Google Voice: The ultimate Android how-to

In this article, we look at how you can use Google Voice from your Android device, how you can display your Google Voice number as your Caller ID, and how you can make minutes-free Google Voice VoIP calls via WiFi.
Written by David Gewirtz, Senior Contributing Editor

All projects: DIY-IT Project Guide
This project: The Ultimate Google Voice How-to Guide (2014 Edition)

Welcome to the 2014 edition of the Ultimate Google Voice How-To Guide, presented by ZDNet's DIY-IT blog. In this article, and the baker's dozen that accompany it, you'll learn just about everything you need to know to get the most out of the Google Voice service. This guide contains a complete end-to-end update of our 2011 Google Voice guide, chock full of new ideas, completely new articles, and amazing tips.

You'll learn how to port your landline to Google Voice, how to set up phone handsets, how to integrate Google Voice into your iPhone and Android experience, how to set up a multi-line office, how to get the most out of using Google Voice and SMS, and even how to use Google Voice effectively and safely in your car, and lots more.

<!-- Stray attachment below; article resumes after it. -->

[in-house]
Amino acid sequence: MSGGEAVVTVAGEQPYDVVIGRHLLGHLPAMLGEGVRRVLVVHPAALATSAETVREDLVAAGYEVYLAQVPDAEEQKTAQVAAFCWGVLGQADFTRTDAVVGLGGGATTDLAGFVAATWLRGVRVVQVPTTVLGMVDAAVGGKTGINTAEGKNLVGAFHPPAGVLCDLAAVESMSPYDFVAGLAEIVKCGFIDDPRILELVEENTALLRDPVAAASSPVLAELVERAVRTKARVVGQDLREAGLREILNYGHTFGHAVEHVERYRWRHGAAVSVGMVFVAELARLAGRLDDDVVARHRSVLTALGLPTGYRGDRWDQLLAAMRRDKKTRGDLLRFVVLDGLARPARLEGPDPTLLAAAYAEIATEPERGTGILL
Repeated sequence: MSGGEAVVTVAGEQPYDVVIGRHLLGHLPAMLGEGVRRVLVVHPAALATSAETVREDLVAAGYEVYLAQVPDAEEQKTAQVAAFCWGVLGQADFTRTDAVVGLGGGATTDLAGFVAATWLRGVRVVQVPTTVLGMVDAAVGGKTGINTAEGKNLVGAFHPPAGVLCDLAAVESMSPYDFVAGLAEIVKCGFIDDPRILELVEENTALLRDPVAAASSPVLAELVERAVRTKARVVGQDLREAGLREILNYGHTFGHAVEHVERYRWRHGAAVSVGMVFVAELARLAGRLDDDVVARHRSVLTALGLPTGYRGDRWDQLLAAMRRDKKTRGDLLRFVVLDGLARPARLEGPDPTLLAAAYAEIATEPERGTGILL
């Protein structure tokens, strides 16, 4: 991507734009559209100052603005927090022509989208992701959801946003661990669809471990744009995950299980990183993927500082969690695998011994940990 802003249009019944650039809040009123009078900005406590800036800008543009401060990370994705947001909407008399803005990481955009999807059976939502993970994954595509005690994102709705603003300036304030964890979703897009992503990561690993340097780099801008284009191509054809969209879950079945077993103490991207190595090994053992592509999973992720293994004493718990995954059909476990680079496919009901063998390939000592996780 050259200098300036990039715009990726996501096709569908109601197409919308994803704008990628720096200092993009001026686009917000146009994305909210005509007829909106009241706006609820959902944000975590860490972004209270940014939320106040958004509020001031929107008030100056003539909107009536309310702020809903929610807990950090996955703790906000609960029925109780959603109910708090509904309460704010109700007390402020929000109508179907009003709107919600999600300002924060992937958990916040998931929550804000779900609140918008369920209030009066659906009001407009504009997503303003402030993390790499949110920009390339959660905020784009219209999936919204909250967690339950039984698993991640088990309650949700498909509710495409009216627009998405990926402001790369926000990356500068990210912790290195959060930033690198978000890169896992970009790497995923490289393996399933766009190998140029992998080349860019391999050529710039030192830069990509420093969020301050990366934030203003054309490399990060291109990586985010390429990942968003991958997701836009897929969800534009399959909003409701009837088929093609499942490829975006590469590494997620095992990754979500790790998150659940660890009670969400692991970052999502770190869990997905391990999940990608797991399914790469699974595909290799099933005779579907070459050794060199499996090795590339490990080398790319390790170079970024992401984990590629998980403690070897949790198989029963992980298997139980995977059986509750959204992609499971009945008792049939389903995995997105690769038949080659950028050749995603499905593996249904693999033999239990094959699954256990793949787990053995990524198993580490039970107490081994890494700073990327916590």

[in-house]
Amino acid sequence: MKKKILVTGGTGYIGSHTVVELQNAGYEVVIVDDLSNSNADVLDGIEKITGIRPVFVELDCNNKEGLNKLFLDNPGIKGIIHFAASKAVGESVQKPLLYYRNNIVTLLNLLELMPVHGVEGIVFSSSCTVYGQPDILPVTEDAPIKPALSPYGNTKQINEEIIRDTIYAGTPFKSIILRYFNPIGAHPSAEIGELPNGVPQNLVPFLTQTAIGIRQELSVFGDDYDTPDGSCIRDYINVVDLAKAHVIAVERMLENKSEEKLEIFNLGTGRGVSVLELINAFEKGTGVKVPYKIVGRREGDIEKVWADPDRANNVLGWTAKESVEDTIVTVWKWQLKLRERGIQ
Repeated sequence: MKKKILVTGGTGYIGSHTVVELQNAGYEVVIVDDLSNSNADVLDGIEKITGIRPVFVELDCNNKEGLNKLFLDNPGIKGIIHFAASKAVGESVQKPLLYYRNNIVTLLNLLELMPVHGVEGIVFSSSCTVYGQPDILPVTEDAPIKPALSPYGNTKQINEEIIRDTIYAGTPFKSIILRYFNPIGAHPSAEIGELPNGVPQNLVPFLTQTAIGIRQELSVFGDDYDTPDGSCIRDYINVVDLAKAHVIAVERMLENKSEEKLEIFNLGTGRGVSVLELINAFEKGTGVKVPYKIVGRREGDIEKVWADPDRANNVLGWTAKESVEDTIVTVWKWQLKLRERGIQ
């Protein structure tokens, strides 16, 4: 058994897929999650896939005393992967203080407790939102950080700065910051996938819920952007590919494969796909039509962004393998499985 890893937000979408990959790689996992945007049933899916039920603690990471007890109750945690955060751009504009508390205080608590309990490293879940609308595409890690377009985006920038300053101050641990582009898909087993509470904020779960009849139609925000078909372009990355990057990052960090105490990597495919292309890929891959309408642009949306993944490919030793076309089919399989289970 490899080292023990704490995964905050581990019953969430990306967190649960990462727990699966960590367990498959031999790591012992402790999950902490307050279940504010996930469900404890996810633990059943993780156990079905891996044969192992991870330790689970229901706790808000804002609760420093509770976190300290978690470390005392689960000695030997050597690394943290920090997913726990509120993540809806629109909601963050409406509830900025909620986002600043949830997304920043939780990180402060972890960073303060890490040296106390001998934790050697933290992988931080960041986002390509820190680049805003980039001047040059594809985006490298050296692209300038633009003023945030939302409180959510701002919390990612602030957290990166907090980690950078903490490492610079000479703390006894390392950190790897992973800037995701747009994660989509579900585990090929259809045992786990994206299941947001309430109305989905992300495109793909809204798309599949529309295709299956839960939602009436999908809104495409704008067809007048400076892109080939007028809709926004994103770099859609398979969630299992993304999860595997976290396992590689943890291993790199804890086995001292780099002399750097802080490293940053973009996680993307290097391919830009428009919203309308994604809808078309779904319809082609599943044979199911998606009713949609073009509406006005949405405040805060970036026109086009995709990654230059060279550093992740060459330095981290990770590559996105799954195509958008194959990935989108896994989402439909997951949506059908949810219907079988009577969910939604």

So brew up a cup of coffee or your favorite tea, grab a few snacks, and prepare to discover how plain 'ol phone calls are about to be transformed into something virtually indistinguishable from magic.

This article assumes you've already got a working Google Voice account and it's linked to your phone. If you don't, please read the earlier articles in this series.

The basics: the Google Voice Android app

There are some very tangible benefits to using Google Voice on your Android phone. The first is that you get free text messages. You can send and receive as many text messages as you want from your Google Voice phone number, and you won't be charged a penny.

The second benefit (and the most important to me) is that you can make outgoing calls from Google Voice, and when you do, the Caller ID seen by the person you're calling is your Google Voice number, not your mobile number. I don't like giving out my cell phone number. I'd much rather people have one number they can reach me at, regardless of what phone it's attached to.

Incoming calls have a benefit as well. I like how I can use Google Voice to sculpt which calls I get, and when. Since callers will be calling you on your Google Voice number, you can use all of those wonderful Google Voice features to determine who gets through and when.

Finally, you can use Google Voice to set your answering message. In that way, regardless of whether someone rings through to your phone or not, they'll get your Google Voice answering message. In fact, you can use Google Voice to set a general answering message, and then specific ones for specific numbers.